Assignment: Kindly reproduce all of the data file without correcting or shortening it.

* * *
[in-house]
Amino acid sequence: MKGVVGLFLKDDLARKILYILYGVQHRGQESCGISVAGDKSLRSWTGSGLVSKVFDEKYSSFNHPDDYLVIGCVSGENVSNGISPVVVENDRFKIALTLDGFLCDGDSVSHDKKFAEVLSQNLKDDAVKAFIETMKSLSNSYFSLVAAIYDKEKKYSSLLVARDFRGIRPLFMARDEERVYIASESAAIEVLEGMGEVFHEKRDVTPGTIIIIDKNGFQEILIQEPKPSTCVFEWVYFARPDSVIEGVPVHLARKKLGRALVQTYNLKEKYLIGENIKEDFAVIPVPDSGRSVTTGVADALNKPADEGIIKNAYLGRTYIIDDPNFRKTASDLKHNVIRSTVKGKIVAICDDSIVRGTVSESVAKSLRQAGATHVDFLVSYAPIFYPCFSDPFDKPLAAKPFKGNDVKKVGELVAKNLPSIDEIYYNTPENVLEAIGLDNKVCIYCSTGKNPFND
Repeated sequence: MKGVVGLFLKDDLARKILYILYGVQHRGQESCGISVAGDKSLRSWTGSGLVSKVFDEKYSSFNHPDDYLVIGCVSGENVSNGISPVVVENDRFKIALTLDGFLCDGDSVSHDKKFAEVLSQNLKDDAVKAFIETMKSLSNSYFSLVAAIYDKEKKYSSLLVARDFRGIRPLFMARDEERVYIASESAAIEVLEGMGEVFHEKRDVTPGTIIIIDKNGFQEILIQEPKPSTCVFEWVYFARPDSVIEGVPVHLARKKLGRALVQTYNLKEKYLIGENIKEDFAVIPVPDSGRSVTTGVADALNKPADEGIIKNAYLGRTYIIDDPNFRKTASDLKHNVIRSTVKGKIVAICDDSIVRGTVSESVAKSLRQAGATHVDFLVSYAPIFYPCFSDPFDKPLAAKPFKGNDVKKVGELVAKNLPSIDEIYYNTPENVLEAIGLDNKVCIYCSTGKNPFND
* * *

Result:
[in-house]
Amino acid sequence: MKGVVGLFLKDDLARKILYILYGVQHRGQESCGISVAGDKSLRSWTGSGLVSKVFDEKYSSFNHPDDYLVIGCVSGENVSNGISPVVVENDRFKIALTLDGFLCDGDSVSHDKKFAEVLSQNLKDDAVKAFIETMKSLSNSYFSLVAAIYDKEKKYSSLLVARDFRGIRPLFMARDEERVYIASESAAIEVLEGMGEVFHEKRDVTPGTIIIIDKNGFQEILIQEPKPSTCVFEWVYFARPDSVIEGVPVHLARKKLGRALVQTYNLKEKYLIGENIKEDFAVIPVPDSGRSVTTGVADALNKPADEGIIKNAYLGRTYIIDDPNFRKTASDLKHNVIRSTVKGKIVAICDDSIVRGTVSESVAKSLRQAGATHVDFLVSYAPIFYPCFSDPFDKPLAAKPFKGNDVKKVGELVAKNLPSIDEIYYNTPENVLEAIGLDNKVCIYCSTGKNPFND
Repeated sequence: MKGVVGLFLKDDLARKILYILYGVQHRGQESCGISVAGDKSLRSWTGSGLVSKVFDEKYSSFNHPDDYLVIGCVSGENVSNGISPVVVENDRFKIALTLDGFLCDGDSVSHDKKFAEVLSQNLKDDAVKAFIETMKSLSNSYFSLVAAIYDKEKKYSSLLVARDFRGIRPLFMARDEERVYIASESAAIEVLEGMGEVFHEKRDVTPGTIIIIDKNGFQEILIQEPKPSTCVFEWVYFARPDSVIEGVPVHLARKKLGRALVQTYNLKEKYLIGENIKEDFAVIPVPDSGRSVTTGVADALNKPADEGIIKNAYLGRTYIIDDPNFRKTASDLKHNVIRSTVKGKIVAICDDSIVRGTVSESVAKSLRQAGATHVDFLVSYAPIFYPCFSDPFDKPLAAKPFKGNDVKKVGELVAKNLPSIDEIYYNTPENVLEAIGLDNKVCIYCSTGKNPFND